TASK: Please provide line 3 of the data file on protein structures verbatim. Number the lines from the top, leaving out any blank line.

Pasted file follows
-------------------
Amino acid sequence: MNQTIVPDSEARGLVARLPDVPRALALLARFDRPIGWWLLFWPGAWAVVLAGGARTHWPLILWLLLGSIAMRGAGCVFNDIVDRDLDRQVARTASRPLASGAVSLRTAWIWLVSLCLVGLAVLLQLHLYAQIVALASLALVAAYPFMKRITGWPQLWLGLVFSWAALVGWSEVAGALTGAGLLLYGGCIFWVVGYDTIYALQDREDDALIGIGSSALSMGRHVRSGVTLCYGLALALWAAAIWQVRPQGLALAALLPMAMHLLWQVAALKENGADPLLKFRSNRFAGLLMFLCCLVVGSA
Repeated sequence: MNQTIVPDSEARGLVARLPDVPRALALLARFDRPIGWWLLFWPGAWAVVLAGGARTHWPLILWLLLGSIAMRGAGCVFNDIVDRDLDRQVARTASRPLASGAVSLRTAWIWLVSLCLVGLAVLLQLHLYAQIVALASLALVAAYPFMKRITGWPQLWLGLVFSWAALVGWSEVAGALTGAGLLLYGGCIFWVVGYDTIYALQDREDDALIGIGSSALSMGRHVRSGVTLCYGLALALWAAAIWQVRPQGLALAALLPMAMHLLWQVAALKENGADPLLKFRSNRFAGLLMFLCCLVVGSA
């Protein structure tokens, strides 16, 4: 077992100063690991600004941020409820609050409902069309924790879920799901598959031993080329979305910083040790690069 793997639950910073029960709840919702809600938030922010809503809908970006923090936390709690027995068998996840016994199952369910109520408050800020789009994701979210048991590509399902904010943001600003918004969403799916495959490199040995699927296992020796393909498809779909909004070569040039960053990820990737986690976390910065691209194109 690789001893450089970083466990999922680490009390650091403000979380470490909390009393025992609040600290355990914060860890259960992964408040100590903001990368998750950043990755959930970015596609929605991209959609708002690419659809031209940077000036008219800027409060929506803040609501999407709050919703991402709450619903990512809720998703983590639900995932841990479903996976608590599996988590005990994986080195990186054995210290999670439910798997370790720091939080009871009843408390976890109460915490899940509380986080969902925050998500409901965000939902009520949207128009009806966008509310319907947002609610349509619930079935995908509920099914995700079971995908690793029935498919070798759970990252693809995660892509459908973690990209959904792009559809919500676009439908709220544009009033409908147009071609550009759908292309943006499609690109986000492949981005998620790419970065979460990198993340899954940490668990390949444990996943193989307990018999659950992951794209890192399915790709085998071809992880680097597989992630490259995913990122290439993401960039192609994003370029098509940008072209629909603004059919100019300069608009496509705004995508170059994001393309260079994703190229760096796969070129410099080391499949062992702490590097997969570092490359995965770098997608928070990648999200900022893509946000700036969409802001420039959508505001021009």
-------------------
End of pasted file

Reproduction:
């Protein structure tokens, strides 16, 4: 077992100063690991600004941020409820609050409902069309924790879920799901598959031993080329979305910083040790690069 793997639950910073029960709840919702809600938030922010809503809908970006923090936390709690027995068998996840016994199952369910109520408050800020789009994701979210048991590509399902904010943001600003918004969403799916495959490199040995699927296992020796393909498809779909909004070569040039960053990820990737986690976390910065691209194109 690789001893450089970083466990999922680490009390650091403000979380470490909390009393025992609040600290355990914060860890259960992964408040100590903001990368998750950043990755959930970015596609929605991209959609708002690419659809031209940077000036008219800027409060929506803040609501999407709050919703991402709450619903990512809720998703983590639900995932841990479903996976608590599996988590005990994986080195990186054995210290999670439910798997370790720091939080009871009843408390976890109460915490899940509380986080969902925050998500409901965000939902009520949207128009009806966008509310319907947002609610349509619930079935995908509920099914995700079971995908690793029935498919070798759970990252693809995660892509459908973690990209959904792009559809919500676009439908709220544009009033409908147009071609550009759908292309943006499609690109986000492949981005998620790419970065979460990198993340899954940490668990390949444990996943193989307990018999659950992951794209890192399915790709085998071809992880680097597989992630490259995913990122290439993401960039192609994003370029098509940008072209629909603004059919100019300069608009496509705004995508170059994001393309260079994703190229760096796969070129410099080391499949062992702490590097997969570092490359995965770098997608928070990648999200900022893509946000700036969409802001420039959508505001021009």